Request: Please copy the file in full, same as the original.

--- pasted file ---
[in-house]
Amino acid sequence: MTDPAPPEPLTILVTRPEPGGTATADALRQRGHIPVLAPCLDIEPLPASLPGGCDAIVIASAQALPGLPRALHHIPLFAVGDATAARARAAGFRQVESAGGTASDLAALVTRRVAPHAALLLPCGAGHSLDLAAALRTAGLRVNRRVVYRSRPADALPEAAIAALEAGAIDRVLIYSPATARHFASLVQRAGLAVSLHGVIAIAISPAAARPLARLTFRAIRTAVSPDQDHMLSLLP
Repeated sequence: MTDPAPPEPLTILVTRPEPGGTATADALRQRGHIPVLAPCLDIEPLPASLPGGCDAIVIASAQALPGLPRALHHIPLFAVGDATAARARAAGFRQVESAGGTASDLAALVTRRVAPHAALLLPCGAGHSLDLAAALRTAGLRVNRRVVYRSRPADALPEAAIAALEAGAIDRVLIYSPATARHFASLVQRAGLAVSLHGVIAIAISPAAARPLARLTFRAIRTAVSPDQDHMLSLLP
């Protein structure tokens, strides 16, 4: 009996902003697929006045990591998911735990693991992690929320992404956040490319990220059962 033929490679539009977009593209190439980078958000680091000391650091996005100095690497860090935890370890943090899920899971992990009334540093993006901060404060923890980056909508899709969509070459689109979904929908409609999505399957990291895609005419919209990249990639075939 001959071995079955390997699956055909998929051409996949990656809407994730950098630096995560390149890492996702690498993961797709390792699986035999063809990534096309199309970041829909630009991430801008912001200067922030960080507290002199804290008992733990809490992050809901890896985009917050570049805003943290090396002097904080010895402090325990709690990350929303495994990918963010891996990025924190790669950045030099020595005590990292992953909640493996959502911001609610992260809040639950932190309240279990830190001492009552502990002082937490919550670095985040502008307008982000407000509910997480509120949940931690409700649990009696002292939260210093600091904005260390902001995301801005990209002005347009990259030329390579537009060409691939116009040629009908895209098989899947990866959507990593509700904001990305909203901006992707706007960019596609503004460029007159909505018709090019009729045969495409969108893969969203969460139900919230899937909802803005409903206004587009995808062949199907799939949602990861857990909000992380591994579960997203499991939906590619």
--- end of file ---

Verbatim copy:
[in-house]
Amino acid sequence: MTDPAPPEPLTILVTRPEPGGTATADALRQRGHIPVLAPCLDIEPLPASLPGGCDAIVIASAQALPGLPRALHHIPLFAVGDATAARARAAGFRQVESAGGTASDLAALVTRRVAPHAALLLPCGAGHSLDLAAALRTAGLRVNRRVVYRSRPADALPEAAIAALEAGAIDRVLIYSPATARHFASLVQRAGLAVSLHGVIAIAISPAAARPLARLTFRAIRTAVSPDQDHMLSLLP
Repeated sequence: MTDPAPPEPLTILVTRPEPGGTATADALRQRGHIPVLAPCLDIEPLPASLPGGCDAIVIASAQALPGLPRALHHIPLFAVGDATAARARAAGFRQVESAGGTASDLAALVTRRVAPHAALLLPCGAGHSLDLAAALRTAGLRVNRRVVYRSRPADALPEAAIAALEAGAIDRVLIYSPATARHFASLVQRAGLAVSLHGVIAIAISPAAARPLARLTFRAIRTAVSPDQDHMLSLLP
């Protein structure tokens, strides 16, 4: 009996902003697929006045990591998911735990693991992690929320992404956040490319990220059962 033929490679539009977009593209190439980078958000680091000391650091996005100095690497860090935890370890943090899920899971992990009334540093993006901060404060923890980056909508899709969509070459689109979904929908409609999505399957990291895609005419919209990249990639075939 001959071995079955390997699956055909998929051409996949990656809407994730950098630096995560390149890492996702690498993961797709390792699986035999063809990534096309199309970041829909630009991430801008912001200067922030960080507290002199804290008992733990809490992050809901890896985009917050570049805003943290090396002097904080010895402090325990709690990350929303495994990918963010891996990025924190790669950045030099020595005590990292992953909640493996959502911001609610992260809040639950932190309240279990830190001492009552502990002082937490919550670095985040502008307008982000407000509910997480509120949940931690409700649990009696002292939260210093600091904005260390902001995301801005990209002005347009990259030329390579537009060409691939116009040629009908895209098989899947990866959507990593509700904001990305909203901006992707706007960019596609503004460029007159909505018709090019009729045969495409969108893969969203969460139900919230899937909802803005409903206004587009995808062949199907799939949602990861857990909000992380591994579960997203499991939906590619």